To ward off any possible suspicions of such faulty arguing, here's their argument, in brief:
- They do start, admittedly, with a basic states' rights claim. Interpreting the original U.S. Constitution as that of a compact-style government, they claimed that the right to secede is inherent in the country's foundation. Cool. I don't disagree. What's interesting here is that they too assume the Lockean understanding of secession that I have always believed in: i.e., secession is justified if, and only if the government fails to fulfill its obligations to its citizens. Clearly then, if they are to justify secession, they must, as I have always argued, be capable of proving that the U.S. government was failing in its basic responsibilities to the state of South Carolina.
- Their first claim is multipartite. They bring up the fact that not all U.S. states were cooperating in the enforcement of the Fugitive Slave Act. Okay, legally that might be a problem, despite the immorality of the act. However, individual states, and not the national government, were responsible for this lack of cooperation; while it might have been the duty (again, only legally) for the national government to interfere, this is a pretty minor complaint on which to base secession from the union. Almost like claiming "injustice" on the part of the federal government on a technicality. Just consider what that same horrible, oppressive government would have needed to use to enforce that law, anyway: ummm...army, anyone? So, basically, because the federal government was a monster because it wasn't invading a few uncooperative (but non-secessionist) northern states. But it was also an evil monster for invading states that claimed secession.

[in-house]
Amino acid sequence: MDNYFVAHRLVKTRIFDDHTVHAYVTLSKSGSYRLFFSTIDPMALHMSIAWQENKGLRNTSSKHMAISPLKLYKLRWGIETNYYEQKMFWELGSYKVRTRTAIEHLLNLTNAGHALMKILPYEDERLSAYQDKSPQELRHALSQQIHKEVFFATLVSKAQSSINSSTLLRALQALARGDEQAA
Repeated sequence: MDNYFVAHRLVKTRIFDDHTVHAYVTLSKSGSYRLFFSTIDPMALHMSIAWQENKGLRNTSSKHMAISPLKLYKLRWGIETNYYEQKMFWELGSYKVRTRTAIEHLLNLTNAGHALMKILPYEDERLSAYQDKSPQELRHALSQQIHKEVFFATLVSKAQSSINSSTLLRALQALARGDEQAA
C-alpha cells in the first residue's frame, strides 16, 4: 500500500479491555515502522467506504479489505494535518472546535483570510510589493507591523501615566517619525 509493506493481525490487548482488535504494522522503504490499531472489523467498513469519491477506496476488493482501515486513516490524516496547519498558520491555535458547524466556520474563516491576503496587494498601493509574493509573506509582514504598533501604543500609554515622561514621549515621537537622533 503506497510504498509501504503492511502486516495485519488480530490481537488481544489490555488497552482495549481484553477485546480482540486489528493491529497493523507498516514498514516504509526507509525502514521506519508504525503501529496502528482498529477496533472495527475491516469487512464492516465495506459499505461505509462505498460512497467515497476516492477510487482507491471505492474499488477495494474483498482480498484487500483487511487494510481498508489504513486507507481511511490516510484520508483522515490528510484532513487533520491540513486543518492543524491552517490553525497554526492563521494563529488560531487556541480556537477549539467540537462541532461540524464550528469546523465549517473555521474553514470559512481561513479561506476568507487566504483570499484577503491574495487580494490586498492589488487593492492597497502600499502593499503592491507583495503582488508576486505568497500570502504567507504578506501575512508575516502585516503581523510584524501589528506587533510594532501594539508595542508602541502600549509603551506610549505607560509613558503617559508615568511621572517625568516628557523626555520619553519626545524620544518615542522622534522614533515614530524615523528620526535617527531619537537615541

- It also complained that the government was trying to end slavery. Maybe so (though that would hurt the "Civil War wasn't about slavery" issue), but even so, it was using legal methods. So you get outvoted in the most recent election. So you might lose your slaves. Does that seriously mean you're being tyrannized and having your sacrosanct rights taken away?
- The most laughable claim? They admit that they've lived with these problems for 25 years. Why is the situation unacceptable now? Simple: the election of a president who was "planning" to abolish slavery. Despite Lincoln's promises to work entirely within the bounds of the Constituion, they were convinced that he might pull a fast one on them and take away their God-given right to own other human beings. How can one even take this argument seriously? Preemptive secession? So now it's constitutional to secede simply because you think one of your leaders might someday do something unconstitutional?